Maria... oh, quite. Which suggests that the two qualities may indeed be inseparable in creation. Though I'm not so sure we humans get it quite as right. I'm reminded of my daughter's comment about our new public library in this town. "It's a nice design but it belongs in Florida!" Good function, good form, not quite fitting for this particular environment.

Susan... you've got me thinking. There may be some way in which our redemptive change is linked to a spirituality that includes both form and function. This is just a wisp of a thought here, so don't ask!

Lynet... isn't that funny. Last night I was thinking of you and of mathematics and how you would see them as intrinsically beautiful. I thought also (sorry for the upcoming spelling?) of Fibonacci numbers. I find symmetry to be astonishingly beautiful, even as it reflects the most efficient form. (Though I have to question the mathematics involved in those penguins who have to stand with their eggs and roll them around for goodness knows how long, all the while facing terrible wintry Antarctic conditions!)

Heather... expressions of joy always welcome!

Christianne... I think I have a thing for full-circle writing. I find it very satisfying. Though it's hard to be subtle (sorry!).

9:06 AM  
Blogger Every Square Inch said...

Great post, LL.

Isn't creating (art and other forms), a way we imitate God? There's an intrinsic joy that comes with creating that I think points to who God is, and how he created us. That's why aesthetics, and not just functionality, is important.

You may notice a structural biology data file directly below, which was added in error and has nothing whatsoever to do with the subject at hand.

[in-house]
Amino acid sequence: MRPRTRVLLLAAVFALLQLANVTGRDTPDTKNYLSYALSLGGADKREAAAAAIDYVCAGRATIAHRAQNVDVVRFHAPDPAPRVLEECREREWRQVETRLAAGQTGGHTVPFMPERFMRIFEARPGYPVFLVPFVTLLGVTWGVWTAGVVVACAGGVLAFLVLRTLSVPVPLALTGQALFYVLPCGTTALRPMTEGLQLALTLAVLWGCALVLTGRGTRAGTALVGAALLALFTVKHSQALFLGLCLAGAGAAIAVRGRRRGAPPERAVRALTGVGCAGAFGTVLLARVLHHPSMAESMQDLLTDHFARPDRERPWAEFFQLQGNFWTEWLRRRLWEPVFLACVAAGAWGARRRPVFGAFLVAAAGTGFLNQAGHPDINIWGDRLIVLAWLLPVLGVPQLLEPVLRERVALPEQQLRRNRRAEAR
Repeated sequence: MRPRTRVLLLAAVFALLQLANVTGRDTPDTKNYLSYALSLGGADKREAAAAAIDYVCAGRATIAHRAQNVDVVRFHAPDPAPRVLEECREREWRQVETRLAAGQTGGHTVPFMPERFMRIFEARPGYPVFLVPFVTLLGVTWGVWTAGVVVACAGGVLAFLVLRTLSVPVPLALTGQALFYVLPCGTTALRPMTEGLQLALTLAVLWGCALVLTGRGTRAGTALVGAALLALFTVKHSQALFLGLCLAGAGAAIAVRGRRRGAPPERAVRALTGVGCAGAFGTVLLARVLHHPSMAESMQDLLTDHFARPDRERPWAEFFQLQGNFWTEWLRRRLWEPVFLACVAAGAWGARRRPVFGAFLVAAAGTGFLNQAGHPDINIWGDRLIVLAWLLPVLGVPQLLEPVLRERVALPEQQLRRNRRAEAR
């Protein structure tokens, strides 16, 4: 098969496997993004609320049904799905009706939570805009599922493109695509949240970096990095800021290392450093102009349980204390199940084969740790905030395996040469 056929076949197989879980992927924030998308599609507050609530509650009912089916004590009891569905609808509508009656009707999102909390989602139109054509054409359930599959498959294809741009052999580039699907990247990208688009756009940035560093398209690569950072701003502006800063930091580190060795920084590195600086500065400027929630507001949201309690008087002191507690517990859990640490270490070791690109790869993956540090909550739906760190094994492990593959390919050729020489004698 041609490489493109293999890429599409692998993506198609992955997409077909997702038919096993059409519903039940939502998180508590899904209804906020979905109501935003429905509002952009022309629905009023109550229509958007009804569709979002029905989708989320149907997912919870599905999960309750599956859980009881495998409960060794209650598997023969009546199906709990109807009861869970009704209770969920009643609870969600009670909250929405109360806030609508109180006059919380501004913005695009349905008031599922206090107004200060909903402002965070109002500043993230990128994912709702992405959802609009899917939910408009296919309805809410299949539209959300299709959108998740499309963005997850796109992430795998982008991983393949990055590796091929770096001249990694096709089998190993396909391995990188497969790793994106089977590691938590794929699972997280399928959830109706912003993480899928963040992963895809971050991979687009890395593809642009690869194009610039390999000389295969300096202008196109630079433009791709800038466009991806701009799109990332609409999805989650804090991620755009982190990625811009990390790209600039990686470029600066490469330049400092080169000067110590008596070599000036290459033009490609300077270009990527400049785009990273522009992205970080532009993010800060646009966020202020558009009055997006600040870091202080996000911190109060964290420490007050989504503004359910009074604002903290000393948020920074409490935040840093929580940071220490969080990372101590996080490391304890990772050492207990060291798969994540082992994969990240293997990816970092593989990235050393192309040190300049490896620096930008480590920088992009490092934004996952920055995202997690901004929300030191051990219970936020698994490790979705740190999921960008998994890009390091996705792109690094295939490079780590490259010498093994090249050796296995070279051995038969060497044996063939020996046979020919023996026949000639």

11:02 AM  
Blogger Kim said...

LL - This subject is at least part of what I was talking about when I mentioned a "parallel universe value system." The visual arts, performing arts, music, poetry are all expressions of the spirit. As such, they are of less value in a "materialist/earthly/fleshly/mechanical" value system. Yes, of course there is some cross over value to this value system, but they are much more highly valued as expressions of the spirit in a "spiritual" value system. I can't imagine life without them either.

8:13 PM  
Blogger Lloyd Irving Bradbury said...

i will use this in my lectury at libaray

3:28 PM  
Blogger Halfmom, AKA, Susan said...

ummh - form follows function?

for me, though, it's deeper than that. the blue ridge mountains for example are a part of my soul. there is something about seeing them, driving through them, on the way "home" that fills me with a deep sense of peace and hope and creates a longing that I cannot explain logically, I just know that it is there. They make me want to be HOME where things are right, a place where rocks and trees sing their songs in harmony.

4:28 PM  
Blogger Martin Stickland said...

Nice piccies LL, What a clever little sausage your friend is making the dolls houses etc!

5:38 PM  
Blogger Charity Singleton said...

This post made me think of my home, which right now feels very useful and not very artful. I keep thinking I need to hang some curtains and pictures and throw some color on the walls to spruce this place up. And those things would definitely be welcome here.

But when I think of the functionality of this little place called home, I see that it has a beauty already. The stacks of books and the drying dishes and the piles of laundry neatly folded and waiting to be put away have a sense of beauty all their own.

If I choose to see them that way.

6:15 PM  
Blogger Eve said...

Beauty is a reflection of God.

10:14 AM  
Blogger Real Live Preacher said...

This doesn't hold true for everyone - some seem to be determined to remain in ignorance and darkness. But truly, why learn to read if there is nothing beautiful to read?